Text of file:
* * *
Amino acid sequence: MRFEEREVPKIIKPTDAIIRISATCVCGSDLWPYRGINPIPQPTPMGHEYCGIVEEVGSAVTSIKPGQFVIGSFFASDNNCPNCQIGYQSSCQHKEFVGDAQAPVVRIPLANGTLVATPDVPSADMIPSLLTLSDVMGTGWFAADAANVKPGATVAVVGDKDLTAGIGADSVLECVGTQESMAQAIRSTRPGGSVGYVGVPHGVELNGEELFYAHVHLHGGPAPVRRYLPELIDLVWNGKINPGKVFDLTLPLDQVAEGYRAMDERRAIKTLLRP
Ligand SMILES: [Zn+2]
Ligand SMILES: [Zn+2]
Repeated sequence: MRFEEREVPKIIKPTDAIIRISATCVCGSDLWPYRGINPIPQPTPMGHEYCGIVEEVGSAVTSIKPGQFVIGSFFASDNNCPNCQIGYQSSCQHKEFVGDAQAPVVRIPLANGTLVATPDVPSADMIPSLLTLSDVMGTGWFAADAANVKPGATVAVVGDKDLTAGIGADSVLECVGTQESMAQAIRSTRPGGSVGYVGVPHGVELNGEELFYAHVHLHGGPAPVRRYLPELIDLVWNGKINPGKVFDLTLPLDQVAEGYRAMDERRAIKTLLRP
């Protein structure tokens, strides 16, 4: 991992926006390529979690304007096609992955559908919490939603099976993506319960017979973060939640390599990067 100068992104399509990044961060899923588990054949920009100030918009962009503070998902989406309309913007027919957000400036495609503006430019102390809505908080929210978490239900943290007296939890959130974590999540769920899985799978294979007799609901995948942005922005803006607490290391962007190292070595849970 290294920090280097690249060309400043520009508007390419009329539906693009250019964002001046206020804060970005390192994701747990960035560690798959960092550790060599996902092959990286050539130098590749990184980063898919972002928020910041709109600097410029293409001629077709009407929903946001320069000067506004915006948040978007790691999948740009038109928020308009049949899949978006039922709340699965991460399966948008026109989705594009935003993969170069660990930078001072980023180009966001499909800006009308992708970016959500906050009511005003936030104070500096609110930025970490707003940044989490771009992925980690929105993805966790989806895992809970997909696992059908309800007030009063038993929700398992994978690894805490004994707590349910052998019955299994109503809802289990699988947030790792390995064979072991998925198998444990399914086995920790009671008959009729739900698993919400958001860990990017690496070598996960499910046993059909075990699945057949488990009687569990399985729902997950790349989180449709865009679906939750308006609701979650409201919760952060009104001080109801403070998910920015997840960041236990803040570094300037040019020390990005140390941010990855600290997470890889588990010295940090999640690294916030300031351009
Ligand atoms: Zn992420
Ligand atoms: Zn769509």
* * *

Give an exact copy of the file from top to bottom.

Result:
Amino acid sequence: MRFEEREVPKIIKPTDAIIRISATCVCGSDLWPYRGINPIPQPTPMGHEYCGIVEEVGSAVTSIKPGQFVIGSFFASDNNCPNCQIGYQSSCQHKEFVGDAQAPVVRIPLANGTLVATPDVPSADMIPSLLTLSDVMGTGWFAADAANVKPGATVAVVGDKDLTAGIGADSVLECVGTQESMAQAIRSTRPGGSVGYVGVPHGVELNGEELFYAHVHLHGGPAPVRRYLPELIDLVWNGKINPGKVFDLTLPLDQVAEGYRAMDERRAIKTLLRP
Ligand SMILES: [Zn+2]
Ligand SMILES: [Zn+2]
Repeated sequence: MRFEEREVPKIIKPTDAIIRISATCVCGSDLWPYRGINPIPQPTPMGHEYCGIVEEVGSAVTSIKPGQFVIGSFFASDNNCPNCQIGYQSSCQHKEFVGDAQAPVVRIPLANGTLVATPDVPSADMIPSLLTLSDVMGTGWFAADAANVKPGATVAVVGDKDLTAGIGADSVLECVGTQESMAQAIRSTRPGGSVGYVGVPHGVELNGEELFYAHVHLHGGPAPVRRYLPELIDLVWNGKINPGKVFDLTLPLDQVAEGYRAMDERRAIKTLLRP
């Protein structure tokens, strides 16, 4: 991992926006390529979690304007096609992955559908919490939603099976993506319960017979973060939640390599990067 100068992104399509990044961060899923588990054949920009100030918009962009503070998902989406309309913007027919957000400036495609503006430019102390809505908080929210978490239900943290007296939890959130974590999540769920899985799978294979007799609901995948942005922005803006607490290391962007190292070595849970 290294920090280097690249060309400043520009508007390419009329539906693009250019964002001046206020804060970005390192994701747990960035560690798959960092550790060599996902092959990286050539130098590749990184980063898919972002928020910041709109600097410029293409001629077709009407929903946001320069000067506004915006948040978007790691999948740009038109928020308009049949899949978006039922709340699965991460399966948008026109989705594009935003993969170069660990930078001072980023180009966001499909800006009308992708970016959500906050009511005003936030104070500096609110930025970490707003940044989490771009992925980690929105993805966790989806895992809970997909696992059908309800007030009063038993929700398992994978690894805490004994707590349910052998019955299994109503809802289990699988947030790792390995064979072991998925198998444990399914086995920790009671008959009729739900698993919400958001860990990017690496070598996960499910046993059909075990699945057949488990009687569990399985729902997950790349989180449709865009679906939750308006609701979650409201919760952060009104001080109801403070998910920015997840960041236990803040570094300037040019020390990005140390941010990855600290997470890889588990010295940090999640690294916030300031351009
Ligand atoms: Zn992420
Ligand atoms: Zn769509």